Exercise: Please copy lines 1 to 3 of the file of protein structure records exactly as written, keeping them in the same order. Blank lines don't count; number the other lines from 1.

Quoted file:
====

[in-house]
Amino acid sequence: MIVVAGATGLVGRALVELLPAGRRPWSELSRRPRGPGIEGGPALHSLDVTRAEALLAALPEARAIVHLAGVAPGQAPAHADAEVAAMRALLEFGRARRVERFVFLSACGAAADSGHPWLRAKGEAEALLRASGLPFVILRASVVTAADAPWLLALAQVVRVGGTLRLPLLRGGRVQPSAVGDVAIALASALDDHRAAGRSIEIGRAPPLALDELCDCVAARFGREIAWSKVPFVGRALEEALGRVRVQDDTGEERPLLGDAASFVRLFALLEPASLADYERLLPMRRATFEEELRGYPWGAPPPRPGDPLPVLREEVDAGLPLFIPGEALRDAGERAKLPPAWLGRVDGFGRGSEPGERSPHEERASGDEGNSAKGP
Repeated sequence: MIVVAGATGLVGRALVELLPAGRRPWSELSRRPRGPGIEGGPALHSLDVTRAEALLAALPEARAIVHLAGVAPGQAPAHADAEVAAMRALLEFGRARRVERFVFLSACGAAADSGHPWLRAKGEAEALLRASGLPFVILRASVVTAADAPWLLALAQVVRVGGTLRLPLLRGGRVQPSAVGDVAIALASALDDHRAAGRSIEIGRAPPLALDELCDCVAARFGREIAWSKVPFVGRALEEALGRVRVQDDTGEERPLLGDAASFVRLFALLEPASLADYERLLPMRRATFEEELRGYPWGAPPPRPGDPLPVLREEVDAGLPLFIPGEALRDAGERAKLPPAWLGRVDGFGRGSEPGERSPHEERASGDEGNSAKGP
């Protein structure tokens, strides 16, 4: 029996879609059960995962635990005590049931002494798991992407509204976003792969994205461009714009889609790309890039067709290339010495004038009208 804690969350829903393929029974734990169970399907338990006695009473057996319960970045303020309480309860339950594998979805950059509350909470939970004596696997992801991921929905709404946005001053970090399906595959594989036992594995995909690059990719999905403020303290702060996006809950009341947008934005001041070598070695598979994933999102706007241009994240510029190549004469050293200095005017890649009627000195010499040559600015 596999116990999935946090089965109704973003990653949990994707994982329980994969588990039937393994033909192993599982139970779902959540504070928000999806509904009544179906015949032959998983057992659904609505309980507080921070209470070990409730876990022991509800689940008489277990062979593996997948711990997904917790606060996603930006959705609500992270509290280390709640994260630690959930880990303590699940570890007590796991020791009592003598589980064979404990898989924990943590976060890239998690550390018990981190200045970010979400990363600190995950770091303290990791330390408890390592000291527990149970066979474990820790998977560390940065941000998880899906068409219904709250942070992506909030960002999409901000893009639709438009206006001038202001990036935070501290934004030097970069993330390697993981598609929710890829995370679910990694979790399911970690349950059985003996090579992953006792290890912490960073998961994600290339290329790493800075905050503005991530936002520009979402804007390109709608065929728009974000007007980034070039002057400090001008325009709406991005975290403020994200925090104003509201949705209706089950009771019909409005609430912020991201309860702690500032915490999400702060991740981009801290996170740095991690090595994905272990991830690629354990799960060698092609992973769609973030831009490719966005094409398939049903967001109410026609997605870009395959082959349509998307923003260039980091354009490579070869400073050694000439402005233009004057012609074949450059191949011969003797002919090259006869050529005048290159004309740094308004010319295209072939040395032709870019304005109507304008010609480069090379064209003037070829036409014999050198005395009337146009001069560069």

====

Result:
[in-house]
Amino acid sequence: MIVVAGATGLVGRALVELLPAGRRPWSELSRRPRGPGIEGGPALHSLDVTRAEALLAALPEARAIVHLAGVAPGQAPAHADAEVAAMRALLEFGRARRVERFVFLSACGAAADSGHPWLRAKGEAEALLRASGLPFVILRASVVTAADAPWLLALAQVVRVGGTLRLPLLRGGRVQPSAVGDVAIALASALDDHRAAGRSIEIGRAPPLALDELCDCVAARFGREIAWSKVPFVGRALEEALGRVRVQDDTGEERPLLGDAASFVRLFALLEPASLADYERLLPMRRATFEEELRGYPWGAPPPRPGDPLPVLREEVDAGLPLFIPGEALRDAGERAKLPPAWLGRVDGFGRGSEPGERSPHEERASGDEGNSAKGP
Repeated sequence: MIVVAGATGLVGRALVELLPAGRRPWSELSRRPRGPGIEGGPALHSLDVTRAEALLAALPEARAIVHLAGVAPGQAPAHADAEVAAMRALLEFGRARRVERFVFLSACGAAADSGHPWLRAKGEAEALLRASGLPFVILRASVVTAADAPWLLALAQVVRVGGTLRLPLLRGGRVQPSAVGDVAIALASALDDHRAAGRSIEIGRAPPLALDELCDCVAARFGREIAWSKVPFVGRALEEALGRVRVQDDTGEERPLLGDAASFVRLFALLEPASLADYERLLPMRRATFEEELRGYPWGAPPPRPGDPLPVLREEVDAGLPLFIPGEALRDAGERAKLPPAWLGRVDGFGRGSEPGERSPHEERASGDEGNSAKGP